Flip-flop, a word for “bistable multivibrator” that might well have started as slang and with widespread use made it into the accepted mainstream electronics lexicon.


Failure of a component because of overtemperature.

“I fried the output transistor before I increased the value of the current-limit sense resistor.”

gassed up

Biased; usually biasing of a BJT transistor.

“This transistor has acceptable fT when gassed up to about ten milliamps.” (attributed to Bruce Hofer)


Spurious images seen on a television caused by multi-path signal reception.

“If you rotate the antenna you can get rid of those ghosts.”


A cap of small value used for circuit trimming, made by twisting two insulated wires together, stripping the pair on one end and soldering them into the circuit, then successively cutting the length to give the desired capacitive trim.


1. Runt pulse: a pulse lacking either valid logic level, caused by transition-time limitations of the logic circuitry.

2. A spurious pulse of short duration.

“All my digital logic designs are glitch-free!”


A fictitious device in a circuit introduced to simplify its explanation.

In the Amplifier Frequency and Transient Response (AFTR) course that was taught by Carl Battjes at Tektronix, he introduced a gremlin to facilitate explanation of how T-coils increased circuit speed in vertical amplifiers.

green worm

Oscilloscope trace of green color on the face of a jug.

“Ah, the CRT circuit is finally working! I’m seeing a green worm.”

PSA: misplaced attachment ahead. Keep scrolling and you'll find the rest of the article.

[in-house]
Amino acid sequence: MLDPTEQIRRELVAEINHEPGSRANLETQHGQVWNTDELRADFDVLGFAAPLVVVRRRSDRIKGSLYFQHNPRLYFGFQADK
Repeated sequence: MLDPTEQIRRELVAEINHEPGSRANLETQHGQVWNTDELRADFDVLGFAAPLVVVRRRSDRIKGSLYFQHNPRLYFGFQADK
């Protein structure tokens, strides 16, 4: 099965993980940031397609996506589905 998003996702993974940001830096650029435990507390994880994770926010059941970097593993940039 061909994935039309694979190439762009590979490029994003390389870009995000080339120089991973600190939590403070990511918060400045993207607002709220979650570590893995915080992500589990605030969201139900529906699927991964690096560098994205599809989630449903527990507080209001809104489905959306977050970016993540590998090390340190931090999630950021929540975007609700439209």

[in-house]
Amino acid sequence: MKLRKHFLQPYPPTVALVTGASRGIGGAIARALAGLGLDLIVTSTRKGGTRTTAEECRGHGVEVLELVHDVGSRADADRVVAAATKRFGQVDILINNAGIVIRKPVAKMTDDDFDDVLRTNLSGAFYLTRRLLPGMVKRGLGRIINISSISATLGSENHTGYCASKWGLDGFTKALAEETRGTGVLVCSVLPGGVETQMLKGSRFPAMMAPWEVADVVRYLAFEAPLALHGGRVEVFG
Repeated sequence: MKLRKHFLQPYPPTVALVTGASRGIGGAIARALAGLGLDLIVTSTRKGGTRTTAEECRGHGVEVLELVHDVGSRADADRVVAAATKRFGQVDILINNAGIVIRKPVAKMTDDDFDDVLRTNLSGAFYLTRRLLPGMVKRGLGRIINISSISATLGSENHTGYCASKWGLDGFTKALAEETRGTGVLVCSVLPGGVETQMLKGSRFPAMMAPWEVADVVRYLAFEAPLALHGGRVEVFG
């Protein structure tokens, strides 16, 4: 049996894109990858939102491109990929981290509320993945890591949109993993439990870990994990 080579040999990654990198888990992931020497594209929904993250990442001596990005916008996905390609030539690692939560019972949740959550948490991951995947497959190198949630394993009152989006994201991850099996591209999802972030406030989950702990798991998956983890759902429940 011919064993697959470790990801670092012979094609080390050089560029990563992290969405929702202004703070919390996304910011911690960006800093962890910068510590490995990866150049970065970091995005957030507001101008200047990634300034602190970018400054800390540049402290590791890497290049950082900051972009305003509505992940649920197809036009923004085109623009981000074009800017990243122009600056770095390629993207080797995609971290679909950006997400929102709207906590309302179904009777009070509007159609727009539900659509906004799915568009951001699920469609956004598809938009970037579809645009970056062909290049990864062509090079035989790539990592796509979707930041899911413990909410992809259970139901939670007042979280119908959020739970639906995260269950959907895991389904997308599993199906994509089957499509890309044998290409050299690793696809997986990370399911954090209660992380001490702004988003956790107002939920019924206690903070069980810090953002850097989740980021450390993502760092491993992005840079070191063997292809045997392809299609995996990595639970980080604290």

ground bounce

Noise at a ground node with respect to another ground node.

“This ECL logic is causing excessive ground bounce because the board lacks a ground-plane layer.”

Next: H to P


Dynamic range margin, such as the voltage margin between the supply voltages and the input or output range extremes of an amplifier.

“The output is distorted at the peaks because the op-amp needs excessive headroom.”


Change in dielectric constant and hence capacitance with frequency.

“This fiberglass circuit-board has excessive hook above 100 megahertz.”


Cathode-ray tube (CRT), especially those having the conical shape of a jug.

From a 1960s manager in Tektronix‘scope manufacturing, final test and calibration, to a test technician:

“If that green worm on your jug gets to you, we can swap it out for a jug with a purple worm instead.”


Hastily or haphazardly constructed prototype, or such activity.

“Jim kludged together a new zoo circuit, and the front cover of his book shows multiple kludges on his bench.”


Synthesis of a current source from a voltage source in series with a large-value resistor.

“The BJT-pair diff-amp emitter current is returned by a long-tail to the –12 V supply.”

loose spec

Undemanding specification, sometimes leading to an effort to tighten the spec.

“This new function generator from FBN Electronics sure has a loose spec on sine distortion.” Note: FBN Electronics – Fly By Night Electronics – is metaphorically still in business!


Obsolete rendering of pico; also, micromilli for nano. There is still somewhat of an aversion among some electronikers to use the unit of nanofarad, nF.

“I found some really old circuit diagrams and some of the caps are marked μμF.”



“This output stage requires an NPN for the positive drive and a transistor of the opposite persuasion for the negative drive.” (attribted to Wayne Kelsoe)


1. Short for potentiometer.

2. Short for electric potential, or voltage, in “high-pot” testing. The full rendition is “high potential” though one might well get to the point by merely saying “high voltage”. If enough of us do, this silly high-pot slang will fade out.

Next P-to-Tube (or valve)


Picofarad (pF)

“The op-amp needs a 10 puff cap across the feedback resistor to stabilize it.”


Wireless. Radio is not slang – or is it? It has a well-established usage in American electronics and can also be found among the British, though wireless has historically been used more in Britain. Now, wireless seems to have become the preferred word in America. Is radio heading toward obsolescence?